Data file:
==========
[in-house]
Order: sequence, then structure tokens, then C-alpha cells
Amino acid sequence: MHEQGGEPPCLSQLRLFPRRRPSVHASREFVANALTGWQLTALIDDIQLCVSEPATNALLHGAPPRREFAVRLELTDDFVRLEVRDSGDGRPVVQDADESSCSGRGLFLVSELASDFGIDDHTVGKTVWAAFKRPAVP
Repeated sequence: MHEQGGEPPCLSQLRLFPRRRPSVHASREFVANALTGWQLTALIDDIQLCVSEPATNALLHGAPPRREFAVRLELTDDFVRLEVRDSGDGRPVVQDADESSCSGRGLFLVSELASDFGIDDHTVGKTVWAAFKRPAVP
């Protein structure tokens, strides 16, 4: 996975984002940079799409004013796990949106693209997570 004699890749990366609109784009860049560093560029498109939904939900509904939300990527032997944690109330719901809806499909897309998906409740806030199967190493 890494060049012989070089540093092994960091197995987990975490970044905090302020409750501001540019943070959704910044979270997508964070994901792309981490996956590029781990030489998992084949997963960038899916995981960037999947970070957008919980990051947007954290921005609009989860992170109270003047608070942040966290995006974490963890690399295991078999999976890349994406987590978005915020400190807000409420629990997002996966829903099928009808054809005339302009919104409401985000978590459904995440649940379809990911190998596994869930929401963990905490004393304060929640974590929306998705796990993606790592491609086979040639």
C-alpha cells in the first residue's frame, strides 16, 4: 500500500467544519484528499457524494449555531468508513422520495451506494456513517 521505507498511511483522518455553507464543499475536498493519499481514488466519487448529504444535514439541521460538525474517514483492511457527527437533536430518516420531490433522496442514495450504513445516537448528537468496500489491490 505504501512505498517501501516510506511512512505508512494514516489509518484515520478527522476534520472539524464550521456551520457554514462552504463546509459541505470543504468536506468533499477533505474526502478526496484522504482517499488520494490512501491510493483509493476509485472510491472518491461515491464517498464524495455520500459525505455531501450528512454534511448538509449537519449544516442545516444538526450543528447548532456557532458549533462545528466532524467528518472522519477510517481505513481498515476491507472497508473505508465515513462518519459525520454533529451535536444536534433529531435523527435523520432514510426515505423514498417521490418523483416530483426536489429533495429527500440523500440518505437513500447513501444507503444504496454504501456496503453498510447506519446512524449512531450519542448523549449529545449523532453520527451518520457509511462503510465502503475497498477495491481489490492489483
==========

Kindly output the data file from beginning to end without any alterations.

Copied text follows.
[in-house]
Order: sequence, then structure tokens, then C-alpha cells
Amino acid sequence: MHEQGGEPPCLSQLRLFPRRRPSVHASREFVANALTGWQLTALIDDIQLCVSEPATNALLHGAPPRREFAVRLELTDDFVRLEVRDSGDGRPVVQDADESSCSGRGLFLVSELASDFGIDDHTVGKTVWAAFKRPAVP
Repeated sequence: MHEQGGEPPCLSQLRLFPRRRPSVHASREFVANALTGWQLTALIDDIQLCVSEPATNALLHGAPPRREFAVRLELTDDFVRLEVRDSGDGRPVVQDADESSCSGRGLFLVSELASDFGIDDHTVGKTVWAAFKRPAVP
């Protein structure tokens, strides 16, 4: 996975984002940079799409004013796990949106693209997570 004699890749990366609109784009860049560093560029498109939904939900509904939300990527032997944690109330719901809806499909897309998906409740806030199967190493 890494060049012989070089540093092994960091197995987990975490970044905090302020409750501001540019943070959704910044979270997508964070994901792309981490996956590029781990030489998992084949997963960038899916995981960037999947970070957008919980990051947007954290921005609009989860992170109270003047608070942040966290995006974490963890690399295991078999999976890349994406987590978005915020400190807000409420629990997002996966829903099928009808054809005339302009919104409401985000978590459904995440649940379809990911190998596994869930929401963990905490004393304060929640974590929306998705796990993606790592491609086979040639």
C-alpha cells in the first residue's frame, strides 16, 4: 500500500467544519484528499457524494449555531468508513422520495451506494456513517 521505507498511511483522518455553507464543499475536498493519499481514488466519487448529504444535514439541521460538525474517514483492511457527527437533536430518516420531490433522496442514495450504513445516537448528537468496500489491490 505504501512505498517501501516510506511512512505508512494514516489509518484515520478527522476534520472539524464550521456551520457554514462552504463546509459541505470543504468536506468533499477533505474526502478526496484522504482517499488520494490512501491510493483509493476509485472510491472518491461515491464517498464524495455520500459525505455531501450528512454534511448538509449537519449544516442545516444538526450543528447548532456557532458549533462545528466532524467528518472522519477510517481505513481498515476491507472497508473505508465515513462518519459525520454533529451535536444536534433529531435523527435523520432514510426515505423514498417521490418523483416530483426536489429533495429527500440523500440518505437513500447513501444507503444504496454504501456496503453498510447506519446512524449512531450519542448523549449529545449523532453520527451518520457509511462503510465502503475497498477495491481489490492489483